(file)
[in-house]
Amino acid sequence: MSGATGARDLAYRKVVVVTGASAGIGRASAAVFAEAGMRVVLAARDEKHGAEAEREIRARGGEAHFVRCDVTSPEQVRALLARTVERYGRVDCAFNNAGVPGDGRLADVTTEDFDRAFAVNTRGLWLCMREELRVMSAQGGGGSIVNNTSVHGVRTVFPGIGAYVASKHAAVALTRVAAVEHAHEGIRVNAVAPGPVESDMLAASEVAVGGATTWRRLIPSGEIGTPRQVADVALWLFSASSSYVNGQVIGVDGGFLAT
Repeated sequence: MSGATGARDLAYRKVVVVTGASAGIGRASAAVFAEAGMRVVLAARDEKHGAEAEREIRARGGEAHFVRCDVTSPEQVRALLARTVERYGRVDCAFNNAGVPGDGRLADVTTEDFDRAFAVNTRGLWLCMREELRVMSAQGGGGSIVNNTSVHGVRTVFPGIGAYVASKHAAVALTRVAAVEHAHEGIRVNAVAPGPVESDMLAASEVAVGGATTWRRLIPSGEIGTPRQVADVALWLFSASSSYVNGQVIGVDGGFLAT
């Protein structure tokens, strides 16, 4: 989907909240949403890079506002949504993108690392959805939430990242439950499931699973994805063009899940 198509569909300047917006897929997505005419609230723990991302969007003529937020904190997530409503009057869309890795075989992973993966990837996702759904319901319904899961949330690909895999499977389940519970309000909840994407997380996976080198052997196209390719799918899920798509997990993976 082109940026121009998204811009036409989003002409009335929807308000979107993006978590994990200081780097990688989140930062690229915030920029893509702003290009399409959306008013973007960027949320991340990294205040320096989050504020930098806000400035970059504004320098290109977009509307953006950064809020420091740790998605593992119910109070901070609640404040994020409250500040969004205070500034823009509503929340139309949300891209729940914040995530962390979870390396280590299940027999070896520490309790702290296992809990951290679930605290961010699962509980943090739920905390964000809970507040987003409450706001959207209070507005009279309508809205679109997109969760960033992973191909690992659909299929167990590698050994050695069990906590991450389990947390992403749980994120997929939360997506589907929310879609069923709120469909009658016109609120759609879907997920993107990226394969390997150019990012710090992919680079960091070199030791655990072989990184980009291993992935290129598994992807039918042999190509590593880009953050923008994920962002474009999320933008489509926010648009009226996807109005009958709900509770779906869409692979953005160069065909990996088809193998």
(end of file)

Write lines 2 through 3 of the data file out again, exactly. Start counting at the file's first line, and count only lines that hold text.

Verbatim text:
Amino acid sequence: MSGATGARDLAYRKVVVVTGASAGIGRASAAVFAEAGMRVVLAARDEKHGAEAEREIRARGGEAHFVRCDVTSPEQVRALLARTVERYGRVDCAFNNAGVPGDGRLADVTTEDFDRAFAVNTRGLWLCMREELRVMSAQGGGGSIVNNTSVHGVRTVFPGIGAYVASKHAAVALTRVAAVEHAHEGIRVNAVAPGPVESDMLAASEVAVGGATTWRRLIPSGEIGTPRQVADVALWLFSASSSYVNGQVIGVDGGFLAT
Repeated sequence: MSGATGARDLAYRKVVVVTGASAGIGRASAAVFAEAGMRVVLAARDEKHGAEAEREIRARGGEAHFVRCDVTSPEQVRALLARTVERYGRVDCAFNNAGVPGDGRLADVTTEDFDRAFAVNTRGLWLCMREELRVMSAQGGGGSIVNNTSVHGVRTVFPGIGAYVASKHAAVALTRVAAVEHAHEGIRVNAVAPGPVESDMLAASEVAVGGATTWRRLIPSGEIGTPRQVADVALWLFSASSSYVNGQVIGVDGGFLAT